In This Chapter
Continuous integration and continuous builds are mainstay features of modern software factories.
Continuous integration is the practice of development changes being tested, built, and reported in small increments during the development process. Continuous build is an extension of this practice to provide a newly tested build of the software every time a developer commits changes.
Understanding continuous integration principles, in conjunction with continuous build tools, helps drive an efficient software factory, and by extension, efficient software development. These principles include:
With these principles in mind, the developer's role in the continuous integration process can be summarized as follows. Developers should:
Software tools can help with managing and practising continuous integration; in fact, continuous builds are normally vastly software driven. Software considerations include:
There are many different choices for continuous build software available, such as Jenkins, CruiseControl, Continuum, Bamboo, and others.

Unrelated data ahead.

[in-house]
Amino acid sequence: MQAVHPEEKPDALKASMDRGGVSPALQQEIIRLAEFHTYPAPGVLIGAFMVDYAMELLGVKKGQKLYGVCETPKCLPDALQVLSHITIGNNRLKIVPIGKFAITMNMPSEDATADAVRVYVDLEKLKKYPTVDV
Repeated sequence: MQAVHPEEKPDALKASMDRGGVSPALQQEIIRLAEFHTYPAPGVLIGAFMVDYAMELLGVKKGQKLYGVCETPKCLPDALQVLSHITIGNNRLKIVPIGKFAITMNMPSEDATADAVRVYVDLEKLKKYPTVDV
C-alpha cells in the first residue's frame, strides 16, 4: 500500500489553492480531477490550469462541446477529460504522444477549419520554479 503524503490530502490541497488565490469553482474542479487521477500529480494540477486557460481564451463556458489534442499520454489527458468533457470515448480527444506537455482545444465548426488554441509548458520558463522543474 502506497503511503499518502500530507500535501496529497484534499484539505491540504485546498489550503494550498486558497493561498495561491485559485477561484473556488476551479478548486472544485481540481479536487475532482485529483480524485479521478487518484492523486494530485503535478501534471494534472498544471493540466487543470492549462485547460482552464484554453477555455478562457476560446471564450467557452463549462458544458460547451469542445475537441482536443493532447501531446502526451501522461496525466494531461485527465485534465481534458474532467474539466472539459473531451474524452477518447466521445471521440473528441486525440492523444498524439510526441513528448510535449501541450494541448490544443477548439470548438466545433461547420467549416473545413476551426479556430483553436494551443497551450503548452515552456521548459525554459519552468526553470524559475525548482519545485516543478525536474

This tutorial shows how to use Jenkins for the task at hand.
In regards to Servoy projects, Jenkins is used to fill the following needs in our software factory
Jenkins is very flexible in how they can be configured and the methods and strategies can differ depending on a variety of factors. In the case of using it with Servoy, we also utilize it's ability to run ANT scripts. Through these ANT scripts, tools provided by Servoy Developer export the solution into .servoy (for unit tests) and .war (for deployment and mobile unit tests) formats, then ant runs the unit test tools provided by Servoy: a smart client based test client that will import the solution into a repository and run unit tests on it and a mobile client based test client that will import the service solution and deploy the mobile test war and run unit tests on it . Finally, if unit tests are passed, end-to-end tests are run (using a war deployment of the solutions and ngclient + protractor and/or selenium runner for java) and then a war is deployed to a manual test Tomcat server.
Rather than explain everything in detail that can be done with Jenkins and a Servoy project, it is more beneficial to provide an example of Jenkins and the supporting applications configured for a continuous build server.
The Servoy Software Factory Example using Jenkins section will cover in detail setting up a continuous build server for some sample Servoy solutions.